[Glasslinger] Builds Tiny Tubes

In the early days of transistors, RCA and GE were battling against silicon with ever smaller vacuum tubes. These tubes – Nuvistors, Compactrons, and some extremely small JAN triodes were some of the tiniest tubes to ever be created. [glasslinger], YouTube’s expert on DIY valves, is pretty close to beating the tiniest tubes that were ever manufactured. He’s created a miniature diode and triode that are about 1/4″ in diameter and 1″ long.

The most difficult part of making a vacuum tube is getting a perfect glass seal around the pins. For this, [glasslinger] is using very fine tungsten wire and glass beads. A bead is placed around each wire, mounted in a stand, and melted together with a torch.

A diode is simple as far as tubes go, requiring only a filament between two pins. [glasslinger] is just stringing a fine piece of wire between two pins and welding them on with a miniature spot welder. After that, it’s just an issue of melting a 1/4″ glass tube to the base of the tube, putting it under vacuum overnight, and sealing it shut.

29 thoughts on “[Glasslinger] Builds Tiny Tubes

  1. “A diode is simple as far as tubes go, requiring only a filament between two pins.”

    It needs an anode too. The filament is eated to produce free electrons and the anode when at positive voltage attracts thoses electrons producing current. But when the anode is at negative voltage it repulse the electrons and there no current.

    1. While the article may say a diode only needs two pins with a filament, glasslinger does indeed use three pins: two with a coated filament between them, and the third with a plate attached.

      I normally expect a diode to have four pins, separating the heating filament from the cathode, but this one seems to work combining the filament and cathode.

      He also makes a triode with four pins. Unfortunately, he forgot to turn the camera on for the testing.

    1. Vacuum tubes needs near perfect vaccuum. It takes time to evacuate the residual pressure. They needs near perfect vaccum because they works with balistics electrons. One don’t wan’t electrons that shuttle from the cathode (filament) to the anode collides with remaining gaz molecules in their travel. When the tube is gassy one can see a glow within the tube because the electrons colliding with gaz molecules ionize them like neon in the a neon tube.

      1. Right but a “normal” single stage vacuum chamber cannot ever achieve a perfect vacuum. You need a different type of vacuum pump. Leaving it for months would never produce a “perfect” vacuum. It also wasn’t clear if the vacuum pump was left running or not?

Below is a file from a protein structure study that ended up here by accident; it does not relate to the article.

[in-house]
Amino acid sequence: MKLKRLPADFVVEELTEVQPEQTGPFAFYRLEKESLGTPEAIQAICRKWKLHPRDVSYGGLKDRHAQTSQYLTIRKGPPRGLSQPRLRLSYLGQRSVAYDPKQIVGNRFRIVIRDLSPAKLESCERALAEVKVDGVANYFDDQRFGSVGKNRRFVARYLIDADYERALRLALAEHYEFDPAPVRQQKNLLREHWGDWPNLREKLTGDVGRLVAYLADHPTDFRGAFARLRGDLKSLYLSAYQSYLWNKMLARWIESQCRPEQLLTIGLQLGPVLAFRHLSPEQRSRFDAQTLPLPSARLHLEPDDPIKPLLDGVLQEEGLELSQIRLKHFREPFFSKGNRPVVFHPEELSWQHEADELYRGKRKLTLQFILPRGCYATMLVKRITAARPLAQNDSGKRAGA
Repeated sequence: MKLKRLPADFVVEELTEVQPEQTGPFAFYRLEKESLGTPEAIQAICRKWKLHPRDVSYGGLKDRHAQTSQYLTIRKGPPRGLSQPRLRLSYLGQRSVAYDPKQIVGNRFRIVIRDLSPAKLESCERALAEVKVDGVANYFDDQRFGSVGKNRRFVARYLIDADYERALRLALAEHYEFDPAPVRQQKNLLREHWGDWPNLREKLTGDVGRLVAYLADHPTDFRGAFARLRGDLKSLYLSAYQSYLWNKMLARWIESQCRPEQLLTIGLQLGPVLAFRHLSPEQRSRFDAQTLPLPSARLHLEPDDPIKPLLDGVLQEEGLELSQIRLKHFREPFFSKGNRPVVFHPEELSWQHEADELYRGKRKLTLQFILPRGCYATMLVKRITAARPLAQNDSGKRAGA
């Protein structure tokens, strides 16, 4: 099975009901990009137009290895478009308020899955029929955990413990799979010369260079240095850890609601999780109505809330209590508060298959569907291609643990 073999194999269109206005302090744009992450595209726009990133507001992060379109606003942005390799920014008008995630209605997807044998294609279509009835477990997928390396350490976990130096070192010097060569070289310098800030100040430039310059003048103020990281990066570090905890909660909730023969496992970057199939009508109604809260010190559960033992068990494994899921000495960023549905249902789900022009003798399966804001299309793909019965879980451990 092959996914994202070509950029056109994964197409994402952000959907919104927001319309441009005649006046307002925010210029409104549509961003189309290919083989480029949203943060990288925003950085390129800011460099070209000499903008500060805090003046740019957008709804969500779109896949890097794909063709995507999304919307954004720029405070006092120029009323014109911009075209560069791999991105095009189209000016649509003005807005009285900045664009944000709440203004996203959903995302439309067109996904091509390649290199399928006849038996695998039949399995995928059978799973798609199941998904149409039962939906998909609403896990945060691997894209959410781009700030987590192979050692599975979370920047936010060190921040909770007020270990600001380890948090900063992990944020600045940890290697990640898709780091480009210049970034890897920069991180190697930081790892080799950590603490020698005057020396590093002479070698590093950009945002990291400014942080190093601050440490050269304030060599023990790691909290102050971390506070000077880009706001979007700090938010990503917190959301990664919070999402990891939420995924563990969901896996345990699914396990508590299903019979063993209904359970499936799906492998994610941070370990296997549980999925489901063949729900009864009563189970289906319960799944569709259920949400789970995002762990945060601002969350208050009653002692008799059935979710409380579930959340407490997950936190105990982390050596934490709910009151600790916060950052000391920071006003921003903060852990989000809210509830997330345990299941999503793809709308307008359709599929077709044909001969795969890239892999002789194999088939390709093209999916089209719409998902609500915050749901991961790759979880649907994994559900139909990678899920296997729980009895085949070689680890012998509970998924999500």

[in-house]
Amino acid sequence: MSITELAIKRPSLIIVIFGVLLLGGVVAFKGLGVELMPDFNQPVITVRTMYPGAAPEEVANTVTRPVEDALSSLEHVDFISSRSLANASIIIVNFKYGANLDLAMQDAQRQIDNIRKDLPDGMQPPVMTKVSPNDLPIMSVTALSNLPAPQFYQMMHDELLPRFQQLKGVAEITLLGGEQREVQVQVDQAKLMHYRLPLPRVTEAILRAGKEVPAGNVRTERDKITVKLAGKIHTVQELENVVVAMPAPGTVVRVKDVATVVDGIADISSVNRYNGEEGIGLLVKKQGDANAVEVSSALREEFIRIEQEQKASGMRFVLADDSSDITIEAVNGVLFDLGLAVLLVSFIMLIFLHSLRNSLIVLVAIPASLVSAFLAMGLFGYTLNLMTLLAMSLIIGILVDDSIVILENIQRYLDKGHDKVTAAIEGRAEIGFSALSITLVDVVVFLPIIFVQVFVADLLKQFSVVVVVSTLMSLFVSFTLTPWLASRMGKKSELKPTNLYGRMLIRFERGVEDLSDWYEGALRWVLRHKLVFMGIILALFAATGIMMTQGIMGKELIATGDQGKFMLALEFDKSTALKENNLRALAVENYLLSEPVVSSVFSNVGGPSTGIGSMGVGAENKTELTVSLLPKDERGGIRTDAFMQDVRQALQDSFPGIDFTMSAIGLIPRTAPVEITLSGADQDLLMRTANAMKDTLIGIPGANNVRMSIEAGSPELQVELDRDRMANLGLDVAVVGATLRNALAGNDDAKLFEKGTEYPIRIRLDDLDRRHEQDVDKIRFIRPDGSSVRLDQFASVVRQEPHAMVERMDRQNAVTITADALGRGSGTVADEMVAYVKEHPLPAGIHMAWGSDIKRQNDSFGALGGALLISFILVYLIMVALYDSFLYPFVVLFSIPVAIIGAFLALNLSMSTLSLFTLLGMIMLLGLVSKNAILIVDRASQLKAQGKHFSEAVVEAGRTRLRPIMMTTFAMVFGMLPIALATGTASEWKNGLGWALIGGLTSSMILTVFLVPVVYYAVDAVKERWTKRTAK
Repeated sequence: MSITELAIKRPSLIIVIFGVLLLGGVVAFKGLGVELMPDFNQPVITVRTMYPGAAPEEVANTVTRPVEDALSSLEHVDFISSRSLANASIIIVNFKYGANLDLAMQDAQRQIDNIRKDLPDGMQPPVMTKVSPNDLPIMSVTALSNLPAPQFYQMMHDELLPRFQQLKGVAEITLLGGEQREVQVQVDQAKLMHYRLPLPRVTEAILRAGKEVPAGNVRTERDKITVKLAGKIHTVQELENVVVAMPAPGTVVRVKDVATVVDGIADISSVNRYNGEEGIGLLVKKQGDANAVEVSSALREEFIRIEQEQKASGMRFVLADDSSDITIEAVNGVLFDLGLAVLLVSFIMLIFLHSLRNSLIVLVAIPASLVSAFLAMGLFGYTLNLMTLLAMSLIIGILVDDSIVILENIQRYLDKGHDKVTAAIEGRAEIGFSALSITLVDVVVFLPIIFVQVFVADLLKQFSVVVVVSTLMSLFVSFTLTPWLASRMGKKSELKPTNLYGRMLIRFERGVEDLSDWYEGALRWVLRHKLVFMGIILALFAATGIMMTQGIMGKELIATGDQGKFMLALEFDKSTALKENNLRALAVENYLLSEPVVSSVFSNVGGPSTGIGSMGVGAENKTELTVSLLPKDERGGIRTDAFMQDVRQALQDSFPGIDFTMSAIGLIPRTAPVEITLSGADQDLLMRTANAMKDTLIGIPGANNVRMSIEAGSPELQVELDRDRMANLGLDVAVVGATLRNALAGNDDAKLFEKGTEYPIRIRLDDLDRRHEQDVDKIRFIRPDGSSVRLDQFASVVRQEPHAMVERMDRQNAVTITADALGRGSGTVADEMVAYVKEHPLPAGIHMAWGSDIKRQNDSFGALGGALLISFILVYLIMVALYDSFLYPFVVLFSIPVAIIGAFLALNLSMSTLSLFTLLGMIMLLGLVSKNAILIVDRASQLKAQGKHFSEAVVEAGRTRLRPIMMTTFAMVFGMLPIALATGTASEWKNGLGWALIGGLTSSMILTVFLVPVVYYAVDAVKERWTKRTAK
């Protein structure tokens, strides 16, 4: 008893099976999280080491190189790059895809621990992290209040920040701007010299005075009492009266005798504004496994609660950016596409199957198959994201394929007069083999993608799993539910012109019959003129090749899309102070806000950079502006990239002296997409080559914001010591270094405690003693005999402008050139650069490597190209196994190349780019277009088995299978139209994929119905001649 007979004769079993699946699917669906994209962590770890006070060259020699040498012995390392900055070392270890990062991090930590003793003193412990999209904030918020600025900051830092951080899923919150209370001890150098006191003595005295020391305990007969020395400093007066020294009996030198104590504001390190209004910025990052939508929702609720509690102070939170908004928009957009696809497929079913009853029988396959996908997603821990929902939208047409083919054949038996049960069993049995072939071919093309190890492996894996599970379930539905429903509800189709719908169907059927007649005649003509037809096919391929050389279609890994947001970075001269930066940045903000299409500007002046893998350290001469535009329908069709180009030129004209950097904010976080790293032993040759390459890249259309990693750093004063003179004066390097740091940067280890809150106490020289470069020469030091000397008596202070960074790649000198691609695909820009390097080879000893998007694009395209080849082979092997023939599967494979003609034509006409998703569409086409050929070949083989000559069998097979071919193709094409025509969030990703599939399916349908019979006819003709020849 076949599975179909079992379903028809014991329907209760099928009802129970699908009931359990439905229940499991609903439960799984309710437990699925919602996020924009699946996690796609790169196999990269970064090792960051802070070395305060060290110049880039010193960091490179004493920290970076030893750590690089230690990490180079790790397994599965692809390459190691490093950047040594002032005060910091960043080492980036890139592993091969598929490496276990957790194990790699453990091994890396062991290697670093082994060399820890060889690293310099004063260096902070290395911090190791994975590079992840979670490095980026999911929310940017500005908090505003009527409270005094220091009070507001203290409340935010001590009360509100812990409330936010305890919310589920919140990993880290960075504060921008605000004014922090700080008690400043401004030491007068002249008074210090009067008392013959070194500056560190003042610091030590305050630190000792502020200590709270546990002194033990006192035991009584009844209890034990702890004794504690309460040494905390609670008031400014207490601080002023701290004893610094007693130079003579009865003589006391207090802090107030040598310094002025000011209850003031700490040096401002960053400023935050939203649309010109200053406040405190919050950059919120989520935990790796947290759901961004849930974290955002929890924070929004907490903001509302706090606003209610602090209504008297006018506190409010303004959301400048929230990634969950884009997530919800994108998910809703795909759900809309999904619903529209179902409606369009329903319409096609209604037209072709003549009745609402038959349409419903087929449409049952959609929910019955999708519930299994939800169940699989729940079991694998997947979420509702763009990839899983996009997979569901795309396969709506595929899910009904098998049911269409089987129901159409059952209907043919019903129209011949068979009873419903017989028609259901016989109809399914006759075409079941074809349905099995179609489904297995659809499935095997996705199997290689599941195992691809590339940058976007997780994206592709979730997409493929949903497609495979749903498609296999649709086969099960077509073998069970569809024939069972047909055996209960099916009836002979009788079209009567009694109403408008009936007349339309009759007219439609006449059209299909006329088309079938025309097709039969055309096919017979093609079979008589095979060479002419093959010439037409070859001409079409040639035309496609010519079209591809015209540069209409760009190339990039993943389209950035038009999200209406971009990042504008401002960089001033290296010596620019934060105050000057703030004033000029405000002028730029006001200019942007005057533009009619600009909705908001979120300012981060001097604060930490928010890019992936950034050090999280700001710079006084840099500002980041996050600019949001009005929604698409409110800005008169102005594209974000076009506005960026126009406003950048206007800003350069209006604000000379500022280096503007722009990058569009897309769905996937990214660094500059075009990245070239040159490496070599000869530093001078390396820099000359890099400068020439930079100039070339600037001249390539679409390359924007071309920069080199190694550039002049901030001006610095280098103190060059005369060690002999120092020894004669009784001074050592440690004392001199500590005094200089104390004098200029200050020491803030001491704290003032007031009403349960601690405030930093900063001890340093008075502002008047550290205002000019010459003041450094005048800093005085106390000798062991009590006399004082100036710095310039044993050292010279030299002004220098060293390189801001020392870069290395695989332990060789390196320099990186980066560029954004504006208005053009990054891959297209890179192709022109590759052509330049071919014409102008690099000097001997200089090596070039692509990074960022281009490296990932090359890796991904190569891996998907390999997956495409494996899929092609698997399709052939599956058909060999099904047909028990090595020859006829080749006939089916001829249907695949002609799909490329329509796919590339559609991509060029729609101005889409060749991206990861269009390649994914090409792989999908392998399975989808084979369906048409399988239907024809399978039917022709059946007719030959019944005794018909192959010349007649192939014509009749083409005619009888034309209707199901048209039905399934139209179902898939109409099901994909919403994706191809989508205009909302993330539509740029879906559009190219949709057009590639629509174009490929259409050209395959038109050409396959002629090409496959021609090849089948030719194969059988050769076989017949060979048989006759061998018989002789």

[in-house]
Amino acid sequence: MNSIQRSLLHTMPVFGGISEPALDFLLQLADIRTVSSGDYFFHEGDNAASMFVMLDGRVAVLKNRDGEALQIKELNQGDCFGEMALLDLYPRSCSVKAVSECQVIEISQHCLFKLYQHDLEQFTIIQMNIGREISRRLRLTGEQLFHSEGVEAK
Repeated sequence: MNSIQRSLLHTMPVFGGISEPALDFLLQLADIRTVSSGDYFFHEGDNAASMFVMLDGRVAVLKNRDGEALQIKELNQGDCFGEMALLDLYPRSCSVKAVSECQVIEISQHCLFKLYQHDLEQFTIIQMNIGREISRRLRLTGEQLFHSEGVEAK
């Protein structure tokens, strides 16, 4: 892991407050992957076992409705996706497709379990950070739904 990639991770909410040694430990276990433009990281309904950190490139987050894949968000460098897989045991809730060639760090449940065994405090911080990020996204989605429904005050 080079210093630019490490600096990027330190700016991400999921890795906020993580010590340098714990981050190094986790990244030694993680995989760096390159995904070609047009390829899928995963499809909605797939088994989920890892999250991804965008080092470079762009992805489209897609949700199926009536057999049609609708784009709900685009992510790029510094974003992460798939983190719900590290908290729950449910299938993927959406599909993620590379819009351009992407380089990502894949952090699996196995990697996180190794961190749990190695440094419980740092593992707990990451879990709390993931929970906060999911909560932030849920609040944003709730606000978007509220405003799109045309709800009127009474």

1. I’ve watched a few of glasslinger’s videos. He doesn’t use just a single stage pump. He pumps the tube down with a diffusion pump and also heats the electrodes with an induction heater to cook out the parts as much as possible. In another of the videos with larger tubes he puts an oven around the tube and bakes it out overnight.

      2. The vacuum needed depends on the size of the tube, because of the mean free path of the rest gas. If the void is smaller than the MFP the (rest) molecules stay on the wall of the vessel. On the other side, old big CRT TV’s did have a very low pressure.

        Tubes of this size could even be made without a second stage pump.

    2. In a vacuum the parts inside the tube will start to release impurity molecules which then become gas reducing the vacuum. Keeping the vacuum going removes those molecules until there is little left to be released. That’s also why he “bakes” it, heating the filament while the vacuum is going.

  2. These are tiny tubes burt not record-breakers. Acorn tubes had larger envelopes but much smaller internals for UHF operation, and I have several parts drawers full of 611x series tubes about the size of the one glassslinger made, but which were mass-manufactured and used exensively in the 1950’s and 60’s.

  3. Somewhere out there is video of the manufacturing line for the next size down that Sylvania probably couldn’t talk about in 1949 — the tubes for proximity fuzes. The lines were apparently working into the 70s, and it was amazing to watch the machines just assemble all the bits, shove them into a blank envelope on a carousel, heat, suck, crimp about as fast as you can read this. Rated for shock loads somewhere north of 50,000g, prototypes tested by walloping them with a sledgehammer. (I tried a search, but someone else’s fu is likely better than mine.)

    1. Really? How many time in the video are the guy’s fingers near them? You can’t approximate the size by comparison with those or anything else in the background? Do you really need the exact size anyway? Are you already working on building a little minature radio chassis to be filled the minute his Kickstarter goes live? Sorry to burst your bubble, I don’t think he is going to do that.

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